One look at the earnings press release of quickly expanding retailer Jos.A. Bank (NASDAQ:JOSB) tells you that the company is smitten with its income statement performance. As usual, the sales and earnings performance was quite impressive, so it's understandable.

On the flip side, in the press release there's not one mention of the balance sheet or the statement of cash flows, which are equally important to investors. In fairness, investors can easily get this information themselves, but it is something that I find interesting. That said, at least Jos. A. Bank was nice enough to equip its release with a balance sheet and statement of cash flows.

Since all three statements are there, and Jos. A. Bank already talked up the income statement, I'll focus on the balance sheet and statement of cash flows, where the interesting pieces of Jos. A. Bank's performance usually lie.

The best news I saw in Jos. A. Bank's earnings release is an improvement in its cash-conversion cycle, which shrank by 30 days versus the same quarter a year ago. To be blunt, Jos. A. Bank's cash-conversion cycle still needs improvement before it can approach those of competitors Syms (NYSE:SYM) and Men'sWearhouse (NYSE:MW), but any trend that shows a reduction is a welcome one. The primary driver of Jos A. Bank's cash-conversion cycle improvement was an increase in its days payable outstanding and a slight decrease in its days inventory outstanding.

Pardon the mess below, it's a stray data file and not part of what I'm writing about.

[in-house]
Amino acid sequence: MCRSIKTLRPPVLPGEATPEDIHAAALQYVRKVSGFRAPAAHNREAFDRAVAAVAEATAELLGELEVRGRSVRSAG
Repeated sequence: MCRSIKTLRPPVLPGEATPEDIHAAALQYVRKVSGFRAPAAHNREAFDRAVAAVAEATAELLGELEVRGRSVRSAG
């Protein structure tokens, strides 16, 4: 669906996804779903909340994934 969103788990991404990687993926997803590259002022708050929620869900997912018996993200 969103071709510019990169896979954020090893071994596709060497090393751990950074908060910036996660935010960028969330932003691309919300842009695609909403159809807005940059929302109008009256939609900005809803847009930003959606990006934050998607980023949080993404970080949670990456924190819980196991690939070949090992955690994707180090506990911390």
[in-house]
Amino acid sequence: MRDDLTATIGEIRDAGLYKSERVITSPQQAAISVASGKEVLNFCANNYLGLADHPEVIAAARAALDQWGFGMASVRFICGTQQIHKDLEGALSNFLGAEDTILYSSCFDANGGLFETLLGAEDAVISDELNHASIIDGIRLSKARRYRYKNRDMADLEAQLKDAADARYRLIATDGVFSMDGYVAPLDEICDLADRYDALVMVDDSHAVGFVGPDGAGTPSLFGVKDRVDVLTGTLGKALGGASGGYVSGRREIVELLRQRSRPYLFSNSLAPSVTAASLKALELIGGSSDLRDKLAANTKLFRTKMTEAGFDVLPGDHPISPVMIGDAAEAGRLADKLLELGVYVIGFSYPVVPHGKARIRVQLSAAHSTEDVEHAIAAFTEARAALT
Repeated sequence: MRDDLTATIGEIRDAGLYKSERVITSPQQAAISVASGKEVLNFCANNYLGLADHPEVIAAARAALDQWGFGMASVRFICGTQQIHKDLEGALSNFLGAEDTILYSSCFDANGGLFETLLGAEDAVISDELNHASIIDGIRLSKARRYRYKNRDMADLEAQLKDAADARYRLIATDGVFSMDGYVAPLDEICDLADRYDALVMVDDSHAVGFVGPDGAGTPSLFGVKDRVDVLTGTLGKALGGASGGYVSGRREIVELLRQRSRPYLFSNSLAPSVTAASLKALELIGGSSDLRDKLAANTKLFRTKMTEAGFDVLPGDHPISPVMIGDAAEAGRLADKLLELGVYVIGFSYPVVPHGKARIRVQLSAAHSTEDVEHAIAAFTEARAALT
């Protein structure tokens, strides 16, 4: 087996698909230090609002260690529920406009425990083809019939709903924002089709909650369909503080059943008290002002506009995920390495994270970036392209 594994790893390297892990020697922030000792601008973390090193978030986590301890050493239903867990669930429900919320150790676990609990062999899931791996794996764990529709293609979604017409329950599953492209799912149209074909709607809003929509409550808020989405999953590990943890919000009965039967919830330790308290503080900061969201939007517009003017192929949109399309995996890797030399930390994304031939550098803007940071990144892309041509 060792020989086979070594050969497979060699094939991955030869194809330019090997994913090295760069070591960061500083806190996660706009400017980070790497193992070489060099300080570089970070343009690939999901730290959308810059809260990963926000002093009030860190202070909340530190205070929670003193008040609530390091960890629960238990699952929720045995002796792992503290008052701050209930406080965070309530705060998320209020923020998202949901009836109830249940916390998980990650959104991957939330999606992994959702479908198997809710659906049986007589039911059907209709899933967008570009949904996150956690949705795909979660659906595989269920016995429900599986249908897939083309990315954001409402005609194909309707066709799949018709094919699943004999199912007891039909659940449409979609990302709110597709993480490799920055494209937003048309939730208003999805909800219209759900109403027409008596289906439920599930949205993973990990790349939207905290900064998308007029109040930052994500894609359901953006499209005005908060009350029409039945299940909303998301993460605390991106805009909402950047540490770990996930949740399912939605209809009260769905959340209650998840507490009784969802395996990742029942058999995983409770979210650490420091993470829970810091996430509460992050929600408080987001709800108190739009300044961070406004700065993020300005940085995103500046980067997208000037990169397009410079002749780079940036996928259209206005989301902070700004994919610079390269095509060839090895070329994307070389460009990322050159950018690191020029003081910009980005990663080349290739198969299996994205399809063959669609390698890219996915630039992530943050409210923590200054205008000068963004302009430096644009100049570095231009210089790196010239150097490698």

The last time I wrote about Jos. A. Bank, a handful of folks wrote in to mention that the company's inventory increases are easily explained by the need for inventory in the company's new stores. I don't disagree with that comment one bit. But as the company added inventory, it became much slower in converting that inventory into cash. I find that troubling.

Growth that greatly slows a company's cash performance over an extended period of time simply isn't sustainable. That's what makes Jos. A. Bank's improvement in its cash conversion cycle so important. Now we just need to see whether this is the start of a trend.

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Nathan Parmelee has no financial interest in any of the companies mentioned.